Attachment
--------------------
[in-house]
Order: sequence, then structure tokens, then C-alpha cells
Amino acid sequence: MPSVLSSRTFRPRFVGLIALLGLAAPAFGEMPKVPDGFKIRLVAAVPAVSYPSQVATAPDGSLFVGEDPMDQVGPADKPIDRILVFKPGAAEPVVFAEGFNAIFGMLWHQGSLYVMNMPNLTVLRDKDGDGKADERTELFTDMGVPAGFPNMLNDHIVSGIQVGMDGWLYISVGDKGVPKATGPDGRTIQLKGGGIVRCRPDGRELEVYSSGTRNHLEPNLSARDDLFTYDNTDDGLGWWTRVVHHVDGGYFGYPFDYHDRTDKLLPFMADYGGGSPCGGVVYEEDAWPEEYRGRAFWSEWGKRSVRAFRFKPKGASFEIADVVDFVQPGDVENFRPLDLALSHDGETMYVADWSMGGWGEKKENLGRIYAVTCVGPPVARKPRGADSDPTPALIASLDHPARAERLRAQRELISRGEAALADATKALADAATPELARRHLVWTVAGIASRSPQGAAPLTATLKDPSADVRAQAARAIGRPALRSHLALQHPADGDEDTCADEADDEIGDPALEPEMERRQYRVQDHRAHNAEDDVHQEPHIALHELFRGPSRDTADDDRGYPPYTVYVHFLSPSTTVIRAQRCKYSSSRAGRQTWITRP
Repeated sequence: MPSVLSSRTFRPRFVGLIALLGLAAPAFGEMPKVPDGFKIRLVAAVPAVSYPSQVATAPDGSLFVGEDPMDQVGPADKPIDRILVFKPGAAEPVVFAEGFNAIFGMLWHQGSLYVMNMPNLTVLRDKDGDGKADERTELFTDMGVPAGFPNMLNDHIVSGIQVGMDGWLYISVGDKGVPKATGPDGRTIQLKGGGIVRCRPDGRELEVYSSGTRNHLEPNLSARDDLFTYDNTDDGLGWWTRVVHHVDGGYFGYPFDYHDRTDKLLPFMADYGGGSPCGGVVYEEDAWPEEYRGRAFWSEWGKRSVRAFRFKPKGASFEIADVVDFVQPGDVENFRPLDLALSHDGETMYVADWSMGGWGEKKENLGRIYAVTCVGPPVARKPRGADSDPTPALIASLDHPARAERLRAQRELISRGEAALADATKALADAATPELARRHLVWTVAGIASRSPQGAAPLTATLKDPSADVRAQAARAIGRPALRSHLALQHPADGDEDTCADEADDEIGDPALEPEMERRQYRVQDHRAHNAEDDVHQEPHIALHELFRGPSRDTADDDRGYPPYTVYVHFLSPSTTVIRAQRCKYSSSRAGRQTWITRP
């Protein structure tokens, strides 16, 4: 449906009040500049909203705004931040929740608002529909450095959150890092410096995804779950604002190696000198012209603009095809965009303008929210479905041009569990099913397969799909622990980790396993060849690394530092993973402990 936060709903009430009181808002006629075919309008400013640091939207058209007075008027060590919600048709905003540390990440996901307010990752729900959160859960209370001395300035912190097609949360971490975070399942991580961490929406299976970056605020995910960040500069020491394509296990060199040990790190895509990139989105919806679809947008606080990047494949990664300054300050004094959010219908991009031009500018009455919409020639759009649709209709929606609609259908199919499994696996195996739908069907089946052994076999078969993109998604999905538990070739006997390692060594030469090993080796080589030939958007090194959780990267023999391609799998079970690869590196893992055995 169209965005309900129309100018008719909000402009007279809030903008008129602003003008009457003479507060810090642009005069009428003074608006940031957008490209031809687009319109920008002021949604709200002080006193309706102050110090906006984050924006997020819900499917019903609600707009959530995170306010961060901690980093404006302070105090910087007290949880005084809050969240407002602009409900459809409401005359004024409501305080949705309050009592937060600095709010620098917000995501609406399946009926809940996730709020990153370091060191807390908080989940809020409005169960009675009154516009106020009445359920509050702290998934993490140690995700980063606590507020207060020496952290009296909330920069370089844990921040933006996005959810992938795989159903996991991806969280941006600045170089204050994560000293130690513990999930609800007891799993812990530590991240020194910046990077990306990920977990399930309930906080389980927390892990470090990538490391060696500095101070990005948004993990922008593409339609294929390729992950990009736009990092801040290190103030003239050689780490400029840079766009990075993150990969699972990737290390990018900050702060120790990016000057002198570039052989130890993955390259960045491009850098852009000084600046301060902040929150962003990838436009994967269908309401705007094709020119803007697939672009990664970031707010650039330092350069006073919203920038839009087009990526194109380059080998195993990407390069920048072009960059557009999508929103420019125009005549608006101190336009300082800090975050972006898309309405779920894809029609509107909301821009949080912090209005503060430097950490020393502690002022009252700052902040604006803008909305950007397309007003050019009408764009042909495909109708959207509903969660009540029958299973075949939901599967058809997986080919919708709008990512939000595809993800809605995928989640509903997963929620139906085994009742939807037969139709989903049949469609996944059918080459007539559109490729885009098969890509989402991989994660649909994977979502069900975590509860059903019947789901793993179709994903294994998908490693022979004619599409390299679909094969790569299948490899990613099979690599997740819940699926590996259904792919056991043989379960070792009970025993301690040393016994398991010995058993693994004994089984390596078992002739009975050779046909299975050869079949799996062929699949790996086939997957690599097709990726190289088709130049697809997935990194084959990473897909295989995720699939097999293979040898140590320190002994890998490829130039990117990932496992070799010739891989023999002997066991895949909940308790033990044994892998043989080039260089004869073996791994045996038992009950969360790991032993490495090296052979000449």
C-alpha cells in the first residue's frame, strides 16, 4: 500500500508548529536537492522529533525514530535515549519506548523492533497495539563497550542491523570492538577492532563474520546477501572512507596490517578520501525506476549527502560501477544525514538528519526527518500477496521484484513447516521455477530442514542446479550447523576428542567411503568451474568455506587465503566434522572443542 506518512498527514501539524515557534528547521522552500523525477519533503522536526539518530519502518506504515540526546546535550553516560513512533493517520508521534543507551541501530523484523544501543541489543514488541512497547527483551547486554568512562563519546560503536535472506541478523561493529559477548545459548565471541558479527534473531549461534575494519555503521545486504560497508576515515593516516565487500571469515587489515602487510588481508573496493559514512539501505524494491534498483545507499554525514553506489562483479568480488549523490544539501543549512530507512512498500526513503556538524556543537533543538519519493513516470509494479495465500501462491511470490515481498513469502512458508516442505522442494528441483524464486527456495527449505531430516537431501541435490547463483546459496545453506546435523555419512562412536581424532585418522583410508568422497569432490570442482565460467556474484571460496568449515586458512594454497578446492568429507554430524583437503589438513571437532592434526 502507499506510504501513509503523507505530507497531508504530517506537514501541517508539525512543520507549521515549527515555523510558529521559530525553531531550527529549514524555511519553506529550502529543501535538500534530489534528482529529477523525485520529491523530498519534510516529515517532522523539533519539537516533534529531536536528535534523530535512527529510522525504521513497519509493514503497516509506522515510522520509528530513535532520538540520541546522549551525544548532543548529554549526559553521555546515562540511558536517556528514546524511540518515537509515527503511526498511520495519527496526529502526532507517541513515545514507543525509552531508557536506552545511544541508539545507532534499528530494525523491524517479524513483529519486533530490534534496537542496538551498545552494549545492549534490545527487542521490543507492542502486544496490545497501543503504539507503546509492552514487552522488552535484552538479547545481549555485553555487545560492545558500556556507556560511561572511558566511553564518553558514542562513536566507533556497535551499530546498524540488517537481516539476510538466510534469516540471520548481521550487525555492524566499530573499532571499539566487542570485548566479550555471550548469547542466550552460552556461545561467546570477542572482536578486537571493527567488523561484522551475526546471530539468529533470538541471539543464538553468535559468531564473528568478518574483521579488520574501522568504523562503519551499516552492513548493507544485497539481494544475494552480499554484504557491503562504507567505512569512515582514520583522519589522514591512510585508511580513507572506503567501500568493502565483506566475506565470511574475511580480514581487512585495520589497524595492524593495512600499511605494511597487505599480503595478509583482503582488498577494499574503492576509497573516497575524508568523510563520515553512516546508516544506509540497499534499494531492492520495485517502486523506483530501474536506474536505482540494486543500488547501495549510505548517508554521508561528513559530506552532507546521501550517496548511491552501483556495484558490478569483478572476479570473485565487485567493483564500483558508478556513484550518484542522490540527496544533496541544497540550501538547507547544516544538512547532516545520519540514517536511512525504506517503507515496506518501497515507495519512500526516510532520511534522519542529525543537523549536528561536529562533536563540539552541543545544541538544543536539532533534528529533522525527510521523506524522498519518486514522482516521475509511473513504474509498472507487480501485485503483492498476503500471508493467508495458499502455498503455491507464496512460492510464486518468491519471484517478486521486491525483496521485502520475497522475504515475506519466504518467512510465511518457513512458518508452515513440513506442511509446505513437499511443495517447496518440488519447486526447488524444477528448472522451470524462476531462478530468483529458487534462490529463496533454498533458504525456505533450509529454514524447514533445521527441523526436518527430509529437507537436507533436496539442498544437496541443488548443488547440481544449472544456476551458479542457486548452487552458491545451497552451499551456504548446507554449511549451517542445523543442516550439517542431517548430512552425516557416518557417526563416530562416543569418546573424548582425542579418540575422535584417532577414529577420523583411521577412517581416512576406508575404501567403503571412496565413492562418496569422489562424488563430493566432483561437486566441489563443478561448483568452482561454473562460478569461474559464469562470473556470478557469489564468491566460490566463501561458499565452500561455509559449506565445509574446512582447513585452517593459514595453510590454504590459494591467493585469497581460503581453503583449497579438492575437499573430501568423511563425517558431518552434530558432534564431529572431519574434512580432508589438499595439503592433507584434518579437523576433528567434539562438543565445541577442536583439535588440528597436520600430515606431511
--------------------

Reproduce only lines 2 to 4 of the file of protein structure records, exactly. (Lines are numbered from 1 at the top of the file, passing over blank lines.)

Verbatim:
Order: sequence, then structure tokens, then C-alpha cells
Amino acid sequence: MPSVLSSRTFRPRFVGLIALLGLAAPAFGEMPKVPDGFKIRLVAAVPAVSYPSQVATAPDGSLFVGEDPMDQVGPADKPIDRILVFKPGAAEPVVFAEGFNAIFGMLWHQGSLYVMNMPNLTVLRDKDGDGKADERTELFTDMGVPAGFPNMLNDHIVSGIQVGMDGWLYISVGDKGVPKATGPDGRTIQLKGGGIVRCRPDGRELEVYSSGTRNHLEPNLSARDDLFTYDNTDDGLGWWTRVVHHVDGGYFGYPFDYHDRTDKLLPFMADYGGGSPCGGVVYEEDAWPEEYRGRAFWSEWGKRSVRAFRFKPKGASFEIADVVDFVQPGDVENFRPLDLALSHDGETMYVADWSMGGWGEKKENLGRIYAVTCVGPPVARKPRGADSDPTPALIASLDHPARAERLRAQRELISRGEAALADATKALADAATPELARRHLVWTVAGIASRSPQGAAPLTATLKDPSADVRAQAARAIGRPALRSHLALQHPADGDEDTCADEADDEIGDPALEPEMERRQYRVQDHRAHNAEDDVHQEPHIALHELFRGPSRDTADDDRGYPPYTVYVHFLSPSTTVIRAQRCKYSSSRAGRQTWITRP
Repeated sequence: MPSVLSSRTFRPRFVGLIALLGLAAPAFGEMPKVPDGFKIRLVAAVPAVSYPSQVATAPDGSLFVGEDPMDQVGPADKPIDRILVFKPGAAEPVVFAEGFNAIFGMLWHQGSLYVMNMPNLTVLRDKDGDGKADERTELFTDMGVPAGFPNMLNDHIVSGIQVGMDGWLYISVGDKGVPKATGPDGRTIQLKGGGIVRCRPDGRELEVYSSGTRNHLEPNLSARDDLFTYDNTDDGLGWWTRVVHHVDGGYFGYPFDYHDRTDKLLPFMADYGGGSPCGGVVYEEDAWPEEYRGRAFWSEWGKRSVRAFRFKPKGASFEIADVVDFVQPGDVENFRPLDLALSHDGETMYVADWSMGGWGEKKENLGRIYAVTCVGPPVARKPRGADSDPTPALIASLDHPARAERLRAQRELISRGEAALADATKALADAATPELARRHLVWTVAGIASRSPQGAAPLTATLKDPSADVRAQAARAIGRPALRSHLALQHPADGDEDTCADEADDEIGDPALEPEMERRQYRVQDHRAHNAEDDVHQEPHIALHELFRGPSRDTADDDRGYPPYTVYVHFLSPSTTVIRAQRCKYSSSRAGRQTWITRP